Building Bridges: Landscape Scale Conservation
Those of us that call Northwest Arkansas home know that the Ozarks are special. Views of rolling hills in the Boston Mountain skyline surround us. We regularly encounter wildlife while exploring our forests and rivers, reminding us that we are part of something bigger than ourselves. In 2020, NWALT embarked on a scientific journey to help identify priority landscapes for conservation in Benton, Carroll, Madison, and Washington counties. With limited staff and resources, we wanted to better understand the places where NWALT could maximize its efforts. What places are the most important for accessing the outdoors, protecting scenic views, and ensuring lasting habitat for plants and animals? Are there missing links in our land protection portfolio that could benefit not only Northwest Arkansas, but other regions of the state and nation?
We found that when we broadened our lens, the research revealed new opportunities for conservation impact. The diversity of life in the Ozarks is fostered by the unique geography of the region. The landscape serves as a transition zone between the Eastern Temperate Forests and the Great Plains, making it a critical connection for species migrating to other parts of the continental United States. Thankfully, our region has past successes to build off in our landscape scale conservation work. In 1908, Ozark National Forest was created by the proclamation of Theodore Roosevelt. The US forest land spans parts of 16 counties in Arkansas, including portions of southern Washington and Madison counties. Private land conservation is an important tool for building bridges between these public lands in Northwest Arkansas and Missouri’s Mark Twain National Forest to ensure wildlife and recreation corridors feed into a larger network of permanently protected lands for future generations.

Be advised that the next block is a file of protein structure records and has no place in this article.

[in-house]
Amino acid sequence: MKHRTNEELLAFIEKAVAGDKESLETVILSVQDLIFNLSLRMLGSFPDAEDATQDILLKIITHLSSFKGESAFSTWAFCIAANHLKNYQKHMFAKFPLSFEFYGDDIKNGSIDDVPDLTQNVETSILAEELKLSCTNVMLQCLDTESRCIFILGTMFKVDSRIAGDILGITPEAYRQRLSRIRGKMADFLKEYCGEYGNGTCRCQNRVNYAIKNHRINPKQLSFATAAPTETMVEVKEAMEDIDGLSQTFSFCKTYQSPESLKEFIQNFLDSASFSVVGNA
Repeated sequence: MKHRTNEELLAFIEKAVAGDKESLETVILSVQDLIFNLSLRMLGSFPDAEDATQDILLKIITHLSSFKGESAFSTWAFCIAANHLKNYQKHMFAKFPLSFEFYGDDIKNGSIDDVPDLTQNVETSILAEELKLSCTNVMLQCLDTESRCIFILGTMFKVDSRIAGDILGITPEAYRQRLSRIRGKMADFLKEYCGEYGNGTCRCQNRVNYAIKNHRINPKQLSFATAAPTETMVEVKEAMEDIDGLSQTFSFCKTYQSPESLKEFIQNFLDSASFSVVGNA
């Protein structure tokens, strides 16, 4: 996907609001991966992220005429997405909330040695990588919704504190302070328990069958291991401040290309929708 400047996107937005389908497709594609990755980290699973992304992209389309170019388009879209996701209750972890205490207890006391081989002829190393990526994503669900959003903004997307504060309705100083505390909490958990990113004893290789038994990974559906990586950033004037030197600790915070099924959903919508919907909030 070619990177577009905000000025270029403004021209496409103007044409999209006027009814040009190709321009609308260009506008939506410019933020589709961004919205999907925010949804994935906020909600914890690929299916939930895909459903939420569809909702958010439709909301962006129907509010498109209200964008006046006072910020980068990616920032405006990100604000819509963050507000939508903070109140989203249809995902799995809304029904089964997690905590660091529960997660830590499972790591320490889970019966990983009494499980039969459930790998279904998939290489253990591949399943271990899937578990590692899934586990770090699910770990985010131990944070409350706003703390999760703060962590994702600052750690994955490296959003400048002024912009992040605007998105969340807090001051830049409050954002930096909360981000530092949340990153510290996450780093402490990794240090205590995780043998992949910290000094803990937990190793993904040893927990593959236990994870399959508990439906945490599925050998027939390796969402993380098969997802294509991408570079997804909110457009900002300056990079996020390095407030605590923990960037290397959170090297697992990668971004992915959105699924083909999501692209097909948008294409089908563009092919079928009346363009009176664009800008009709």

To learn more about NWALT’s Strategic Land Conservation Plan and how NWALT is working to advance landscape scale conservation, visit